Preserving fiction and creating something new…


“We choose to go to the moon…  and do the other things, not because they are easy, but because they are hard. (JFK, 1962)

The Preservation of the Olive Branch is quite remarkable. It does not just defy genre, it almost defies definition. It is not just a work of fiction, it is a reflection on the creative process.  If you don’t grasp this you will not get to grips with the power of the narrative.  The best way I can put it is that in this novel the author undergoes an exercise in the art of ‘seeing ourselves as others see us.’ But that’s not all.

There are two journeys running through the story. One is the simple narrative:  a thriller

that wants to be a political novel – which fails in its endeavour because of the lack of skill of its young writer – and the other is the life journey of that writer as he revisits his creation some thirty years later. Putting these journeys together you get the life not just of the writer/ narrator  but also to some degree of the author. And this is a compelling idea. It is an exploration of the layers of narrative found here which both challenges and rewards the reader in equal measure.

The potential problems for a reader are that the original ‘novel’ is quite weak in places as the preserving narrator/writer himself acknowledges. An inability to see that the story is not just the novel can prejudice the reader – here is the narrator telling him/her that the story is not good and yet inviting them to read on. Why should they?

Initially it’s because the narrator himself is quite captivating and his story is considerably more compelling than that of ‘The Olive Branch’ itself. And this is what the reader needs to appreciate.  It is the act of preservation which elevates the original novel way beyond what it was. And this is a key and important concept to grasp. The narrator is not just preserving a text, he is revisiting his youth and reassessing his former opinions, strengths, weaknesses and issues of confidence. And he is brave enough to lay this bare for the reader.

As the story goes on, the narrator is drawn back into a reassessment of his past and his relationship with his creative process and we as readers are similarly moved. It is when we get drawn into the subtext, the creative process and the reflective aspect of this work that it really comes to life.

The Preservation of the Olive Branch goes way beyond being a novel and enters the realms of asking what a novel is. What fiction is. What creativity is. It’s deep and it requires a lot from a reader. But then it required a lot from the author, not just the narrator, and it is the layered narrative and the one step removed aspect of the work that really captivates. Brendan Gisby may still lack the confidence to stand in the centre of his work – the narrator offers a second hand perspective of the author’s real thoughts – although when he does this, as in The Bookie’s Runner, his writing is truly moving.  But it is that lack of authorial confidence which is at the core of Gisby’s writing and nowhere more so than in The Preservation – where he bravely tackles this issue for himself and lets us in on the process.  The honesty and humility with which he writes is quite unique and deeply moving.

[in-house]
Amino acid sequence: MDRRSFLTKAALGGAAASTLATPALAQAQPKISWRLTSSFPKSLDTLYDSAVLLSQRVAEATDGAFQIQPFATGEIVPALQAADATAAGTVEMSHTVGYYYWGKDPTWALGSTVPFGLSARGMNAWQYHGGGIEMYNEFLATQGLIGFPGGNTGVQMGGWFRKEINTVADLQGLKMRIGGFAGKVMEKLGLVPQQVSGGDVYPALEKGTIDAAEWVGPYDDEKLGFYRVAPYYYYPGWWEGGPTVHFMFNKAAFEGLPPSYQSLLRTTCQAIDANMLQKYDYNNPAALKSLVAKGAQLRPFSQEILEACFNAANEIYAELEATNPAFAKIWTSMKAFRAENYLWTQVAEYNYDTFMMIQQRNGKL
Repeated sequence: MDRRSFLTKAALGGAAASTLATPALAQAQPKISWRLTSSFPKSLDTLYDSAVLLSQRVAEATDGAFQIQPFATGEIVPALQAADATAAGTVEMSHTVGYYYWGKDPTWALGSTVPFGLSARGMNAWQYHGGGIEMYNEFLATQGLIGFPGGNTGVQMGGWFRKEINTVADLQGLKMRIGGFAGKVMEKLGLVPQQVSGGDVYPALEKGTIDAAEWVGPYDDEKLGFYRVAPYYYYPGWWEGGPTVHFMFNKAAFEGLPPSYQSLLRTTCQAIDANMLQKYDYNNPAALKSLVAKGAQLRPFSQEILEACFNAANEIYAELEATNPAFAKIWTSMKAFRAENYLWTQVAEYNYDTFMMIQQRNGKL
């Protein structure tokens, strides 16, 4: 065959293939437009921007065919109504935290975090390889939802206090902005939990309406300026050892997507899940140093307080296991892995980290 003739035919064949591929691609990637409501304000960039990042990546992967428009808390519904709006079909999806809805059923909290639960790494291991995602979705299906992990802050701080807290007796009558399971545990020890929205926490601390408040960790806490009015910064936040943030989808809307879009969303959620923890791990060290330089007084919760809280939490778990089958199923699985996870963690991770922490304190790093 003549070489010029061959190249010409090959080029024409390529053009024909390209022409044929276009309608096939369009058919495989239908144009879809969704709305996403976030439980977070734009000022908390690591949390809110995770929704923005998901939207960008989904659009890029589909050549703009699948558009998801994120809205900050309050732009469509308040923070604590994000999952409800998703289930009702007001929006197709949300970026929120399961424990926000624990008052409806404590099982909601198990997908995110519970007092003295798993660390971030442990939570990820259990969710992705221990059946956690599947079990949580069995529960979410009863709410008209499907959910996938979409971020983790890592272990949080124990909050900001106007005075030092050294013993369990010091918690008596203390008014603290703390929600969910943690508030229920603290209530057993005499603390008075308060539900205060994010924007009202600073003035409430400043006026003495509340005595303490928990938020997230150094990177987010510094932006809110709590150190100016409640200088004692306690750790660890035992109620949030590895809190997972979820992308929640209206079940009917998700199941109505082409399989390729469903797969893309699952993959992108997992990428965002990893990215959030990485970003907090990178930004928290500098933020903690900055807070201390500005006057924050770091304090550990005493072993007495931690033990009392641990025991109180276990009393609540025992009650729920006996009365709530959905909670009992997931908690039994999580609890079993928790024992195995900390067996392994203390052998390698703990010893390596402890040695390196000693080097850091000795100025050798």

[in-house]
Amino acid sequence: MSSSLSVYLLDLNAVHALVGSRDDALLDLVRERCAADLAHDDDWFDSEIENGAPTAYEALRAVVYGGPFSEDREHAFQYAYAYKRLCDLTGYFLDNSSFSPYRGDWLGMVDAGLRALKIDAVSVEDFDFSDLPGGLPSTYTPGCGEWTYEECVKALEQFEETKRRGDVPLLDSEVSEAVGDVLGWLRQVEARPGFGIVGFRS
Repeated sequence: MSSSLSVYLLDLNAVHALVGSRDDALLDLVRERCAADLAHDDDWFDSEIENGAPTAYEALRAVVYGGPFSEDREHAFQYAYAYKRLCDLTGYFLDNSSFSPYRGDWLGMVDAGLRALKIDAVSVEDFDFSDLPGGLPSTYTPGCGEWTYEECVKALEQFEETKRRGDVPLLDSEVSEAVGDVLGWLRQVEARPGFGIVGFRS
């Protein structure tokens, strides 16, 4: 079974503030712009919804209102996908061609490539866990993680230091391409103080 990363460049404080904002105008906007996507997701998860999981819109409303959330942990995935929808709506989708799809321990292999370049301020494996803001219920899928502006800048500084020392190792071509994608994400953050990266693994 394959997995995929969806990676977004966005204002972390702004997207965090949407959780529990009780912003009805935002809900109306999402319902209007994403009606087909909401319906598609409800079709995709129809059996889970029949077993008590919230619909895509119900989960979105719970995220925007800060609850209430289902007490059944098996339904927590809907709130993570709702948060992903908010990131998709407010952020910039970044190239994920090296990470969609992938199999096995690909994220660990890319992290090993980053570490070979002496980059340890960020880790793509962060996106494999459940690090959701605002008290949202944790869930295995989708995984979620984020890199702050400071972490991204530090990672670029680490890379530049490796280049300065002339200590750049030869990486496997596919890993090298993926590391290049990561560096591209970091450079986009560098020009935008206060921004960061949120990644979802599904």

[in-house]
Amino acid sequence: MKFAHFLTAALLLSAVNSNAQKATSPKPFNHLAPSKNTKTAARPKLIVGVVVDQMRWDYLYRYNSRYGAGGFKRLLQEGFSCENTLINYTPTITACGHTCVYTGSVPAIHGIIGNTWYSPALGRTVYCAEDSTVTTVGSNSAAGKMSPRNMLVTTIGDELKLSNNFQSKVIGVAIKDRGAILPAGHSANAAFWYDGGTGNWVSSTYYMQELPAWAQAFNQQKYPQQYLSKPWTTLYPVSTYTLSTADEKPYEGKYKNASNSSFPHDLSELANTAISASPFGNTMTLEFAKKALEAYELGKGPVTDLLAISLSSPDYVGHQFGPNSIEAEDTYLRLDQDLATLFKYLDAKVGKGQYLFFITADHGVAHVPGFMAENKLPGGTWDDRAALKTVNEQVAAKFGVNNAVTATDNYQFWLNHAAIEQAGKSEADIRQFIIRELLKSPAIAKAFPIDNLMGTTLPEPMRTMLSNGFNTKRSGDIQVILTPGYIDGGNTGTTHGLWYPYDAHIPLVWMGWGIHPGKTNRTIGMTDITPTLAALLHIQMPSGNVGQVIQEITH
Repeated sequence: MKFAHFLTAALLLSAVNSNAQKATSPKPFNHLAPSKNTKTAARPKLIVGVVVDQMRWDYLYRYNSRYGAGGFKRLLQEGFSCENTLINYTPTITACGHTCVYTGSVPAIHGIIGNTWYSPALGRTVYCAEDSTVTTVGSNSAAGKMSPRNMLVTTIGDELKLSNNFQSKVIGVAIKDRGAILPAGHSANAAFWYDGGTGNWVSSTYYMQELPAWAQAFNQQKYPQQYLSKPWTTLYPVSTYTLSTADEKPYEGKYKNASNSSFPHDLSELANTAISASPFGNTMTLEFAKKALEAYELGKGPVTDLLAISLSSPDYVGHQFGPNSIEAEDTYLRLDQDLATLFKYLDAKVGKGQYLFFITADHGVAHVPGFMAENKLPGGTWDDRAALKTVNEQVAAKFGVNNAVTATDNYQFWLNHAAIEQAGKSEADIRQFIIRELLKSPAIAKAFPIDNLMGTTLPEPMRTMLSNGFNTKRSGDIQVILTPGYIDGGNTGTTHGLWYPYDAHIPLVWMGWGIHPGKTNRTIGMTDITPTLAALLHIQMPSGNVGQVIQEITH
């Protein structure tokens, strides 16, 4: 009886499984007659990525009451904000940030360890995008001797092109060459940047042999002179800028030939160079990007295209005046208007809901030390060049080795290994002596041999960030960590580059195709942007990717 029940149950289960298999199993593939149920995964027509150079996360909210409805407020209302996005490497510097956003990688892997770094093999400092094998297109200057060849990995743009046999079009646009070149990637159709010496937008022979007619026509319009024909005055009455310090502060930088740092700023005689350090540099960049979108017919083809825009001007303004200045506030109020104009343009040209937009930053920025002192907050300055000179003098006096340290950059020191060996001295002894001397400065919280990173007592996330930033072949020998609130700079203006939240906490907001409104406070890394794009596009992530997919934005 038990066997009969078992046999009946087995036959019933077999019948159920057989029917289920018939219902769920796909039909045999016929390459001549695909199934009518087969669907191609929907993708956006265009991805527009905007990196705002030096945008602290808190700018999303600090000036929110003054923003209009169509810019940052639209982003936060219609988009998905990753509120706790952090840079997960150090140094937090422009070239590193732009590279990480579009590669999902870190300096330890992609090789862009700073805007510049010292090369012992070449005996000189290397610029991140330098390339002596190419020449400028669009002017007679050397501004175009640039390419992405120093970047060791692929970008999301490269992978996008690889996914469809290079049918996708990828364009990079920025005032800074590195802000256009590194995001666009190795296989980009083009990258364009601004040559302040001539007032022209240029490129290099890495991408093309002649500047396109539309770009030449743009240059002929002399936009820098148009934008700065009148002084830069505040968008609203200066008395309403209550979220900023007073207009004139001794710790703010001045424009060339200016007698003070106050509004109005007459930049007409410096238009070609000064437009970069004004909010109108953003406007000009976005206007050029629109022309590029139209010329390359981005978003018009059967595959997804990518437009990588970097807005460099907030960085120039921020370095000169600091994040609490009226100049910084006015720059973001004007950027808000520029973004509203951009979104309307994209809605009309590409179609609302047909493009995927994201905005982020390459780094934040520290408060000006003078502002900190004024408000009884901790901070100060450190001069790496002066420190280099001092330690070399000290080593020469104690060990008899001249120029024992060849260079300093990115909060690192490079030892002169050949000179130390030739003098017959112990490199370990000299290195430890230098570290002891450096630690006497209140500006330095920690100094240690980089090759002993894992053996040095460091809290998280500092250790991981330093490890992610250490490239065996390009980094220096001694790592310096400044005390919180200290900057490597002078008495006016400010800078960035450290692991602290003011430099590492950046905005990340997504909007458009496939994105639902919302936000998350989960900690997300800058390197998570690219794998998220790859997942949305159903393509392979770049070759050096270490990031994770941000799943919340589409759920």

This is definitely not a novice ride. And I would recommend that readers read both The Bookie’s Runner and The Island of Whispers before they attempt this book. That way they will have seen the best of Brendan Gisby’s writing both his fact as fiction/memoir and his political novel and they will be in no doubt that what he’s attempting in Preservation of the Olive Branch is something worth the investment of time on the part of the reader. You need to be reading on at least two levels all the way through. You need to be challenging your own pre-conceptions of writing style and of the importance of class in confidence and creativity. And most of all you need to be unafraid to challenge your own preconceptions and prejudices about the construction and consumption of creativity.  You will find out more about Brendan Gisby by reading The Preservation of the Olive Branch. If you read it carefully enough, you’ll probably also find out more about yourself.

Cally Phillips is a member of the Reading Between the Lines collective. smallREADINGFor more reviews by the group click the image.


About callyphillips

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